Medical Transcription Case Study


Patient Name: J. Randy Rolen

Patient ID: 115037

Consultant: Simon Williams, MD, Pulmonary/Thoracic Surgery

Requesting Physician: Leon Medina, MD, Internal Medicine

Date of Consult: 12/15/XXXX

Reason for Consultation: Continued deterioration with COPD, subcutaneous emphysema, and recurrent pneumothoraxes (ces). Evaluate for possible transfer to Forrest General Medical Center, thoracic unit.

Patient is a 61-year-old white male admitted through the ER with on December 10 with recurrent right pneumothoraxes. Patient is known to have COPD with emphysema and has multiple admissions for problems concerning this. At the time of initial evaluation, a small caliber chest tube was inserted in the anterior axillary line, which improved the patient’s respiratory distress but did not completely resolve the pneumothorax. I was called to the ICU to place a second small caliber chest tube in the posterior axillary line below this. This further improved the patient’s pulmonary status with his saturation improving from 76& to 89%.

Since admission he has felt better but complained of pain at the chest tube insertion site. He has continued to leak out through the pleur-evac under water seal, and beginning yesterday he developed subcutaneous emphysema, which has gotten progressively worse. Earlier today he began having increased respiratory difficulty again, with his saturation dropping to approximately 80 % despite oxygen per nasal cannula. Chest x-ray today showed a worsening of the right lower lobe loculated pneumothorax, and on examination today he is not only leaking air through the pleur-evac system but also around the two chest tubes.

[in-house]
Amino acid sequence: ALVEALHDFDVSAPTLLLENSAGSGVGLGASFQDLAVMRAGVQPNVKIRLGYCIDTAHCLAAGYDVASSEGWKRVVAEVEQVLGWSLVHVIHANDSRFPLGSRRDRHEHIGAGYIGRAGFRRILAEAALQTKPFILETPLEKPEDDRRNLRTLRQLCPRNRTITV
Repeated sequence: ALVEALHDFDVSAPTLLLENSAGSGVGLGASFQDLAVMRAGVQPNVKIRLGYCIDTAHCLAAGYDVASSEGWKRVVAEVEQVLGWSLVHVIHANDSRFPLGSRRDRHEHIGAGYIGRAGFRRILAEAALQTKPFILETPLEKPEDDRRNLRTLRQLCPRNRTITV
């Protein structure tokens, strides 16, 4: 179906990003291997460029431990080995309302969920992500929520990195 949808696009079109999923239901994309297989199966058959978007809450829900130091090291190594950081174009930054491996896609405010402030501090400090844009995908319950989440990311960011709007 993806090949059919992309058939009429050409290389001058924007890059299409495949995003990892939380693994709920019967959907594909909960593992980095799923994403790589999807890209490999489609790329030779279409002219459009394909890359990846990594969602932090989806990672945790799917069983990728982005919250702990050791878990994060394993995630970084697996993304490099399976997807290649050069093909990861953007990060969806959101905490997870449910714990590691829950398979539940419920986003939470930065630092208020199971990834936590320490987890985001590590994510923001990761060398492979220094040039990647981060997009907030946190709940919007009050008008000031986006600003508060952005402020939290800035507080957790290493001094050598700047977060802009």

PAST HISTORY: Patient has had previous right pneumothorax but never any on the left side. He has undergone some type of attempted pleural ablation therapy. Sputum cultures from this admission have grown Pseudomonas and Streptococcus, and he has been treated with ciprofloxacin.

PHYSICAL HISTORY: HR 100, R 30, and appears moderately uncomfortable and cyanotic.

HEENT: otherwise unremarkable.

CHEST: Breath sounds decreased bilaterally and cannot be heard in the right chest wall because of the crackling sounds from subcutaneous emphysema. Heart tones distant, no murmurs or gallops, rate seems regular.

ABDOMEN: Unremarkable. Extremities: pedal edema is present. There was bubbling from both pleur-evac systems and both chest tubes. When I removed the dressing from the upper chest tube, which was the initial one placed, fell out with the dressing. Patient suddenly became markedly more uncomfortable. There was an escape of air from the chest tube site period. The saturation decreased to 59%. Chest x-ray revealed increased in the pneumothorax from what was seen earlier today, measuring approximately 10%.

IMPRESSION: Bronchopleural fistula with recurrent right pneumothorax.

PLAN: Small caliber chest tubes are not adequate to contain the leakage, and therefore a larger chest tube needs to be placed. If the pleural fistula does not close spontaneously with controlled infection, I would recommend CT scan of the chest and/or bronchoscopy to rule out associated malignancy and consideration of chemical pleurodesis. Once the larger tube was placed, the patient’s status improved. His saturation increased to 94%.

Recommendation: Transfer to Forrest General thoracic unit for evaluation, closure of bronchial pulmonary fistula, and aggressive treatment of patient’s morbid respiratory distress. The patient’s family was notified of the emergent nature of the situation and agreed with the plan.

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